2. EXACTLY. Whatever kind of thinking lets you rationalize calling on centuries of genocide as a “defense”, that “slips out in anger”? Yeah, that kind of thinking of people as less than people has to be there from the start.

    Most importantly, why WOULD anyone side with you when your line of thinking is, “Do what I say or I’ll threaten you with the words of genocide?”

    Whether the master shouts at you or smiles, in the end, violence and threats are the tools of the oppressor.

  3. Nor should you forget that some in the white LGBT community called you that. I hope that you will also not forget that LGBT community called them out both on that and on the underlying , specious rationale. I hope that you will also not forget that Jasmine, Rod, and (I seem to recall) Pam are also the LGBT community.

  4. It’s so infuriating! Thanks for the links, Naamen. Keep yourself safe.

  5. From the indispensable

    “Comparing exit polls from 2004 and 2008 makes the breadth of Barack Obama’s victory clear. Obama received a larger share of the vote than John Kerry among voters of all genders, races, education levels, and income classes, and virtually all religions. The only groups with whom he underperformed Kerry were older (65+) voters, and gay and lesbian voters.”

  6. Tommy-
    Intersectionality is always hard especially when you feel alienated from all sides of the issue. My feelings on marriage in general are such that I probably wouldn’t be exactly what you’re looking for but I’ll be happy to put the call out to folks I know!

  7. Bankuei-
    They went straight for their privilege without any thought. And I’m supposed to ally with these folks when their first reaction is to use words of pain and hate. There is no rationilizing of it as far as I’m concerned. I’m too through.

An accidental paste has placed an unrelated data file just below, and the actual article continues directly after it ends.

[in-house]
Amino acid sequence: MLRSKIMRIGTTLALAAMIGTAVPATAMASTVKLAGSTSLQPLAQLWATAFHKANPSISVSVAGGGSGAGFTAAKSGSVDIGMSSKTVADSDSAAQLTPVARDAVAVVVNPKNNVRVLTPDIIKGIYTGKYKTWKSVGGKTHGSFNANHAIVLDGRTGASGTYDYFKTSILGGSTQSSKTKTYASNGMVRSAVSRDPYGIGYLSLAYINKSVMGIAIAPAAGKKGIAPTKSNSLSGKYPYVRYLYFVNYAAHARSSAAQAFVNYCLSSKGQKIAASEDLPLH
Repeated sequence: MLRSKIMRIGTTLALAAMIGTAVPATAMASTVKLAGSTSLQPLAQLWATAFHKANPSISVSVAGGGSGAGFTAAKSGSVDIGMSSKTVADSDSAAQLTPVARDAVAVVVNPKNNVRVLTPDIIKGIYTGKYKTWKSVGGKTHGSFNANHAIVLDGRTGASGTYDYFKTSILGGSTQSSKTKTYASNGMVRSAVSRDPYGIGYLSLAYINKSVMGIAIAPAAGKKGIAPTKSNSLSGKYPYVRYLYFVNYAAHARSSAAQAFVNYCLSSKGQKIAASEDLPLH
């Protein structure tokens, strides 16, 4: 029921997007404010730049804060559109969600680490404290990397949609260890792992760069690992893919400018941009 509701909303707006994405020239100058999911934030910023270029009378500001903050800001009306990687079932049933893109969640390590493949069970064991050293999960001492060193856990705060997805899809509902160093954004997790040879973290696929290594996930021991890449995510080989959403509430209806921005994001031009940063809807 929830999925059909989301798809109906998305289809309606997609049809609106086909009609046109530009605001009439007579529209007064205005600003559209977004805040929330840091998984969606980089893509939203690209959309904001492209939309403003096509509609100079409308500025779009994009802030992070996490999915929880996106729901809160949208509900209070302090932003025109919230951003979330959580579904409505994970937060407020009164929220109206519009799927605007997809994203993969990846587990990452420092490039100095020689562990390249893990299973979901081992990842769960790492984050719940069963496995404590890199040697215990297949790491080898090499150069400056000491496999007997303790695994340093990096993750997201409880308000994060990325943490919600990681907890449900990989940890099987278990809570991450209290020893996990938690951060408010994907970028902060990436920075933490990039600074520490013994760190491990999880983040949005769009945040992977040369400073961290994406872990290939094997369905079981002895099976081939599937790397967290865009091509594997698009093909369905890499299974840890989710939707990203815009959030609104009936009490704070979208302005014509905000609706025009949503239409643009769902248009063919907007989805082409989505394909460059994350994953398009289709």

8. Delux-

  9. Dan Holzman-Tweed-
    The difference is that most of the folks who’ve called it out and talked about it are not at the front of the movement. We’ve been deliberately marginalized and speak about it but those seen as the face of the GLBT community continue to stay silent. In that circumstance it’s a case of how much do I want to be hurt by a community that claims to represent me even though there may be pockets of folks who are doing right. At this point I doubt it’s worth it for me.

  10. lavendertook-
    I basically saw red when I heard of this going down, it’s so intensely angering.

    Keep yourself safe.
    Thanks, I’ll do my best. Keep yourself safe as well.

  11. Kate-
    Thanks for this. It puts an added layer onto things and the way the GLBT community is trying to swing the tit-for-tat argument: “We voted for Obama so you should have voted against Prop. 8” which is bullshit no matter what. You voted for Obama because he was gonna be the best bet to get what you wanted not some false loyalty to the black community.

  12. I just wanted to say thank you for this. I haven’t been able to really say anything yet because I’m still so damn upset. I worked my ass of on No on 8 and was devastated when it passed, but it is nothing compared to this. To hear the people that I worked so hard with saying such things hurts even worse.

    I’m sorry. I still can’t be coherent about this. I poured the last several months of my life and a lot of my hope into this. And while the cause is worthy, too many of the people I worked with turned out to be bigoted assholes.

    I guess I and people like me were good enough while we were winning, but now that we’ve lost. Well now we’re the scapegoats. And I just can’t describe how disappointed I am with the people who were supposed to be my allies.

    So nothing constructive here, just more disappointment.